This once a year experience — a packed church — was overwhelming and exciting for a child. My confusion regarding religion would eventually swirl around and coalesce into a profound atheistic indifference, but in that moment I peered over the sea of heads to see Jesus Christ hanging in the apse over the altar, his head and legs twisted, the tendons carved taut, with textured muscles and folds of skin. Then the choir began and the spiraling, humming cacophony boomed down from the belly of the boat, bouncing off every beam and stained glass pane and surrounding me as if I had plunged into a deep pool, the unintelligible human sounds and echoes clashing and crashing in waves through my head. I sank down into the pews, toward the slushy ground and onto the padded hassock. The statues in the sanctuary disappeared from my sight and the sounds flew over my head. I entered the world of mud and boots and wood patterns and footrests and fallen gloves.

When the sound ceased, the booming noise cut off in order for the priest to speak and be heard, the dramatic shift filled my chest with awe. I listened to the reverberating words from my spot hidden down on the hassock, surrounded by puffy coats and the warmth radiating from my relative’s fat thighs, the Lord’s message flying over my head and resounding off the massive stained glass window above the choir, off the image of a blue-gray dove rising into the sky amidst flames and spirit. “The Lord — his disciples — God’s will — Creation — His mercy.” I played with my hair and stared up at the vault of the nave’s roof.

I didn’t emerge from this den underneath my family’s kneecaps until the priest called the children up, which he did every Christmas Eve, summoned them past the crossing and onto the elevated sanctuary around the altar. I crawled back onto the pew and over the laps of loved ones until I stumbled into the aisle, desperate to go to some place that I was never allowed to go at any other time of year, some mysterious location with a new perspective — at the helm of this big boat. Stumbling with the other small children, I stepped up onto the chancel and slid between the giant poinsettias gathered there, boots scraping against the carpet as I squirmed to and fro and knocked heels with other children. The world had gone from the darkness of the pew crowds to the blindingly bright stage where all sound now originated, so close to the slamming, monstrous notes of the organ and the priest’s voice, which occupied every corner of the apse and escaped to reach the very top of the nave, the timorous organ and sermon and holy hum and the high-pitched warble of the old women in the choir all blending and separating and re-mingling, seeping into my little ear canals and stunning my brain.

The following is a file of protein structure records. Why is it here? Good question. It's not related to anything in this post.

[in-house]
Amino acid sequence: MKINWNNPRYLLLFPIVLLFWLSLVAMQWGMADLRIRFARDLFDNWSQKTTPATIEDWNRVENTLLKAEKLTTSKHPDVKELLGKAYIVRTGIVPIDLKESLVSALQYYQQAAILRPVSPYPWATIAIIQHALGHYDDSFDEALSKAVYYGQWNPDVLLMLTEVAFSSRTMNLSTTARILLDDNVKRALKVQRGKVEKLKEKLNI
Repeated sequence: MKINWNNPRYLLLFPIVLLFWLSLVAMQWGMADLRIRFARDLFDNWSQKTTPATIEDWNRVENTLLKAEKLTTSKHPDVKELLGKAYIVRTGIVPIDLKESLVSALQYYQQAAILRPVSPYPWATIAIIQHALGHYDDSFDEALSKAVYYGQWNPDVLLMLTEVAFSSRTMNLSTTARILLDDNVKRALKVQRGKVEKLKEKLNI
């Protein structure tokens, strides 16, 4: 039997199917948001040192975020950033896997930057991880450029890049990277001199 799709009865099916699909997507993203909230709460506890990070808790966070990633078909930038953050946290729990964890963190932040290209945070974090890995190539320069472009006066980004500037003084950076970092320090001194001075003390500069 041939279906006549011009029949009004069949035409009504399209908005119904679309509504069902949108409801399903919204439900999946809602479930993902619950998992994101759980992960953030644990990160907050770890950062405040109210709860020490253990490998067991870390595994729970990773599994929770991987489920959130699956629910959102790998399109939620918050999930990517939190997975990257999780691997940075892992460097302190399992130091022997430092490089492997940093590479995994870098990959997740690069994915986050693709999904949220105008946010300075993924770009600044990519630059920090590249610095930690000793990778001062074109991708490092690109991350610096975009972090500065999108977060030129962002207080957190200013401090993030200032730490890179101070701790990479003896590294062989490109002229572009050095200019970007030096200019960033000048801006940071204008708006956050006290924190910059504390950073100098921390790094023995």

The priest looked at all us little children, our legs bent every which way and our noses up, mouths hanging open, and told us a Good Samaritan story that checked with everything we had been told about being nice for Santa. Occasionally a small child would start screaming and sobbing, nostrils dribbling, and a parent would come grab them and carry them back to the sea of bodies below. They couldn’t take it, all the light and the sounds and the statues staring down and the life lesson. I could though, I could.